The doctor’s waiting room and pig parlor are appropriate places for Mrs. Turpin’s revelations because they are both places where she puts her needs above those of others.
In the doctor’s office, Mrs. Turpin assumes she is the most important person there. Yet doctor’s offices cater to sick people. Mrs. Turpin is neither the most important person nor the sickest person there.
There was one vacant chair and a place on the sofa occupied by a blond child in a dirty blue romper who should have been told to move over and make room for the lady.
Mrs. Turpin is not sick. She is there to accompany her husband, who got kicked by a cow. She is just selfish, assuming she should have a spot to sit. She could stand just as well as anyone else.
The pig parlor is an example of Mrs. Turpin’s vanity. She is proud of the fact that her pigs are not raised like pigs.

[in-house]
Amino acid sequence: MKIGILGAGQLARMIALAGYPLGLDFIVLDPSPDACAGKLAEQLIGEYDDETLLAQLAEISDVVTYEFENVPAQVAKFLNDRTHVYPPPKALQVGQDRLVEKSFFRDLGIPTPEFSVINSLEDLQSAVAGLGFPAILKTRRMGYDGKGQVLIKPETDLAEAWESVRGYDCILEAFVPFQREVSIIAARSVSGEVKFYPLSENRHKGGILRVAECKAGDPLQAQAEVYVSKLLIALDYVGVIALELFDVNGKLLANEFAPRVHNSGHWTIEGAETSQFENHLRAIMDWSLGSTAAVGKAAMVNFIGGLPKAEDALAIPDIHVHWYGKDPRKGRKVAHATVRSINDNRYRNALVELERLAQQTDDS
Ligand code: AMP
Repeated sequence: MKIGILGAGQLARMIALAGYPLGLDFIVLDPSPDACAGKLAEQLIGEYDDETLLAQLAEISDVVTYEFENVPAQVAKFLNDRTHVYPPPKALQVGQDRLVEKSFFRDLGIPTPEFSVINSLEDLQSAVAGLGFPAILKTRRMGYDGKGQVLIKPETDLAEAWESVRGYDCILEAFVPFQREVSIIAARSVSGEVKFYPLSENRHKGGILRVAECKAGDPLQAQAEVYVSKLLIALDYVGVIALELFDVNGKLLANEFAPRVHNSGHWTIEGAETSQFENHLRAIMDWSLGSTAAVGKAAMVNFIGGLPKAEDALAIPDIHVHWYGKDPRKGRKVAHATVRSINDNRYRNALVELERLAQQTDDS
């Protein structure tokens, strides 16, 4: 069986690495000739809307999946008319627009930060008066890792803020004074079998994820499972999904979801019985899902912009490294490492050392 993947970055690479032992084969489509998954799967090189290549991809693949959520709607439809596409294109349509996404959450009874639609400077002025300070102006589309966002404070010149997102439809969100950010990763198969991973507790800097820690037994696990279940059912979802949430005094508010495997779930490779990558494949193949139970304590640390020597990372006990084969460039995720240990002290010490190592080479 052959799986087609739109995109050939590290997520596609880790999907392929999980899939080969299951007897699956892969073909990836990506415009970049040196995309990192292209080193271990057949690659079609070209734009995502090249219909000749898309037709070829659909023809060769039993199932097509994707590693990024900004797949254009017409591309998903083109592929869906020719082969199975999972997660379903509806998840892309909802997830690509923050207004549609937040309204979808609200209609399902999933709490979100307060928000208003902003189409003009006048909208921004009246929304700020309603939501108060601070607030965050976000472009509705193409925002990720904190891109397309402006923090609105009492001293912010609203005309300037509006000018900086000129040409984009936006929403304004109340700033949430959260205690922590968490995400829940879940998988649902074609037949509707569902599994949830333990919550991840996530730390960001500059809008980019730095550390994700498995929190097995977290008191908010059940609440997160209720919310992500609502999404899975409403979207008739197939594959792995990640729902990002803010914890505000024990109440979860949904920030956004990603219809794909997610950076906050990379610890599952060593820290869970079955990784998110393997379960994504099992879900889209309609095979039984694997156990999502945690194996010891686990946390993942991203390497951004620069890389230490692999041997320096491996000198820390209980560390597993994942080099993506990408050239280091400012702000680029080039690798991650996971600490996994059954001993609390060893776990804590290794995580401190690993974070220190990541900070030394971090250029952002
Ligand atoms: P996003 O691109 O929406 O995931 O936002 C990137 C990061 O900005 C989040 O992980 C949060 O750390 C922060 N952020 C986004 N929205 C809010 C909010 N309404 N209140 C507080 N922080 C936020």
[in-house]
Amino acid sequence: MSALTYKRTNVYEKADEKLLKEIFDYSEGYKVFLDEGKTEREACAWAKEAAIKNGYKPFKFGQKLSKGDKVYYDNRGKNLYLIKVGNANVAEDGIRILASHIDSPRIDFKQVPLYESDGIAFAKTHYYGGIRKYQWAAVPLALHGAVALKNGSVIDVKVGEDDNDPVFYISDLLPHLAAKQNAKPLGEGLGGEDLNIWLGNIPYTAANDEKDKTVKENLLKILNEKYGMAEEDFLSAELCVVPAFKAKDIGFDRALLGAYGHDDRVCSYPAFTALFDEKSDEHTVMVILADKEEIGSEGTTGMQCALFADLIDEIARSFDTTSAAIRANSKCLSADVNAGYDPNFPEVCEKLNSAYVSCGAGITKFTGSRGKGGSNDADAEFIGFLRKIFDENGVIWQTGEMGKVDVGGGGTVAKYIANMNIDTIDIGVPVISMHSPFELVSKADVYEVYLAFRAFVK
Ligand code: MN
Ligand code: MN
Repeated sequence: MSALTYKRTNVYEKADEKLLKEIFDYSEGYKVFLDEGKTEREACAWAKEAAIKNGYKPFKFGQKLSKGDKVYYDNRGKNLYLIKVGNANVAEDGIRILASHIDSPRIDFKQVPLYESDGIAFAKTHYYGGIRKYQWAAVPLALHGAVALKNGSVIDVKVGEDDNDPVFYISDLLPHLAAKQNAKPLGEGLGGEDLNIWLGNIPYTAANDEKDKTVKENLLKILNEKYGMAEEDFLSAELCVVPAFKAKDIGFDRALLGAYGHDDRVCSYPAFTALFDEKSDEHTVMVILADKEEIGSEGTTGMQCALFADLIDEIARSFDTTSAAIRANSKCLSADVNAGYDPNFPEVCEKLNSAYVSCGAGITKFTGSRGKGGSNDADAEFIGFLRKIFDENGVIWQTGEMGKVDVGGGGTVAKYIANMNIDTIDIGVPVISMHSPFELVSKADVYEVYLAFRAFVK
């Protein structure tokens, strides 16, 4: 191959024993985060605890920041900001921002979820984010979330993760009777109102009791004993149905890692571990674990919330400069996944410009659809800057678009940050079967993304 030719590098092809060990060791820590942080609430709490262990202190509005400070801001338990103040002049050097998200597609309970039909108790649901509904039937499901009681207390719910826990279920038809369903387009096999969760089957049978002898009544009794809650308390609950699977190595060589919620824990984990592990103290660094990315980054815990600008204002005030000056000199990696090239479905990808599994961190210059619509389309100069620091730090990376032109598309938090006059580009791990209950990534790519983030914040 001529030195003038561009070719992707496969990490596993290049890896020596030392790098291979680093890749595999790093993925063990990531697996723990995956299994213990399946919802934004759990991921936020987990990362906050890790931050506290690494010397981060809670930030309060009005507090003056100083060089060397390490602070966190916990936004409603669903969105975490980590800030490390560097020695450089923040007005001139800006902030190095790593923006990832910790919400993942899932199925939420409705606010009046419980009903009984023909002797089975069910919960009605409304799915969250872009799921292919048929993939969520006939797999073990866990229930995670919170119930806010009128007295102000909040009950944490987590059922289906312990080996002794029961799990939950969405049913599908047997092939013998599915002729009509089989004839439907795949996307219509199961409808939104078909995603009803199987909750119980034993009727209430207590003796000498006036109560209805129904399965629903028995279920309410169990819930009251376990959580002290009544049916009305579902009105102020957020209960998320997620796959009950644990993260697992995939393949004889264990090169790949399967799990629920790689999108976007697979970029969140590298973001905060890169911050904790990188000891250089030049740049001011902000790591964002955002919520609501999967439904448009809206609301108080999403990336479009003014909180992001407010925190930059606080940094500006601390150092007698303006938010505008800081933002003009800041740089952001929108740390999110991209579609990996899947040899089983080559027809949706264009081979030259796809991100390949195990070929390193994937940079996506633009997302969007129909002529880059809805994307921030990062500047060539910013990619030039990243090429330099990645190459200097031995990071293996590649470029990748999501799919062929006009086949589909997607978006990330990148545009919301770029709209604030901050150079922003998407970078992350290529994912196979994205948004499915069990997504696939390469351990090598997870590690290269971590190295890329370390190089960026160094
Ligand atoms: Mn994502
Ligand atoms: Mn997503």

Our hogs are not dirty and they don't stink," she said. "They're cleaner than some children I've seen. Their feet never touch the ground. We have a pig-parlor- that's where you raise them on concrete,"
Mrs. Turpin does not care how pigs are supposed to be raised, or the fact that they like cool mud. She always puts her needs above anyone else’s.
When she returns to the pig parlor at the end of the story, the revelation from the doctor’s office has not entirely set in yet. She is still mulling over the idea that she is not above everyone else. She sees a light in the pig parlor.
Then like a monumental statue coming to life, she bent her head slowly and gazed, as if through the very heart of mystery, down into the pig parlor at the hogs.
It seems as if she has fallen into a meditative state upon looking at the hogs, creatures that she does not take care of well enough.
Mrs. Turpin's vision extends to Heaven, where she sees others ascending. These are people she has looked down upon, and people she has placed below herself. She realizes then, in those two places, that she is just another woman. She is no better than anyone else.